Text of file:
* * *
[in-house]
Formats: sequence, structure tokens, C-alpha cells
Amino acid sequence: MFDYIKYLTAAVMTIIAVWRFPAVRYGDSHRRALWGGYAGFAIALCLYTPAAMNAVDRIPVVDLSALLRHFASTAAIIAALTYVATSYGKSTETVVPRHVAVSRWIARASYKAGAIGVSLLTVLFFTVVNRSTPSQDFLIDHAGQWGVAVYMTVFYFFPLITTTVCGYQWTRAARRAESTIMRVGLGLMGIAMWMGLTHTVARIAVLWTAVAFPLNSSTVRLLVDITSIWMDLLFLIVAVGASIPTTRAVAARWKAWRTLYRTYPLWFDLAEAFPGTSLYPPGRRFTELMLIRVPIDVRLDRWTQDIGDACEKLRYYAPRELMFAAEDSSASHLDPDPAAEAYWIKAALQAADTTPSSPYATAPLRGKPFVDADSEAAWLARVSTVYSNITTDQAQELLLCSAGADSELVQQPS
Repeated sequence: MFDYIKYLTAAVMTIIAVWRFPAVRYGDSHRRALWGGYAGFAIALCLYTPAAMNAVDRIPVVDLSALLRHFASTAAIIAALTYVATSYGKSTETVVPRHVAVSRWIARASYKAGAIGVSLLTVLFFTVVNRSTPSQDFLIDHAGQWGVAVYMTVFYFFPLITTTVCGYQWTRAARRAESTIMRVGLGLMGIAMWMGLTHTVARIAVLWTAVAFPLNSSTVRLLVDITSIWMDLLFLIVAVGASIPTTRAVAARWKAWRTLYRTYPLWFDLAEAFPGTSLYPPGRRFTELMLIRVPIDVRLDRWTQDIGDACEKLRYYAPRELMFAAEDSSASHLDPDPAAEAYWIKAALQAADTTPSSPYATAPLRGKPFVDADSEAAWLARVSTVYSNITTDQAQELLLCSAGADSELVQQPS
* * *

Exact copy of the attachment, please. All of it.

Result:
[in-house]
Formats: sequence, structure tokens, C-alpha cells
Amino acid sequence: MFDYIKYLTAAVMTIIAVWRFPAVRYGDSHRRALWGGYAGFAIALCLYTPAAMNAVDRIPVVDLSALLRHFASTAAIIAALTYVATSYGKSTETVVPRHVAVSRWIARASYKAGAIGVSLLTVLFFTVVNRSTPSQDFLIDHAGQWGVAVYMTVFYFFPLITTTVCGYQWTRAARRAESTIMRVGLGLMGIAMWMGLTHTVARIAVLWTAVAFPLNSSTVRLLVDITSIWMDLLFLIVAVGASIPTTRAVAARWKAWRTLYRTYPLWFDLAEAFPGTSLYPPGRRFTELMLIRVPIDVRLDRWTQDIGDACEKLRYYAPRELMFAAEDSSASHLDPDPAAEAYWIKAALQAADTTPSSPYATAPLRGKPFVDADSEAAWLARVSTVYSNITTDQAQELLLCSAGADSELVQQPS
Repeated sequence: MFDYIKYLTAAVMTIIAVWRFPAVRYGDSHRRALWGGYAGFAIALCLYTPAAMNAVDRIPVVDLSALLRHFASTAAIIAALTYVATSYGKSTETVVPRHVAVSRWIARASYKAGAIGVSLLTVLFFTVVNRSTPSQDFLIDHAGQWGVAVYMTVFYFFPLITTTVCGYQWTRAARRAESTIMRVGLGLMGIAMWMGLTHTVARIAVLWTAVAFPLNSSTVRLLVDITSIWMDLLFLIVAVGASIPTTRAVAARWKAWRTLYRTYPLWFDLAEAFPGTSLYPPGRRFTELMLIRVPIDVRLDRWTQDIGDACEKLRYYAPRELMFAAEDSSASHLDPDPAAEAYWIKAALQAADTTPSSPYATAPLRGKPFVDADSEAAWLARVSTVYSNITTDQAQELLLCSAGADSELVQQPS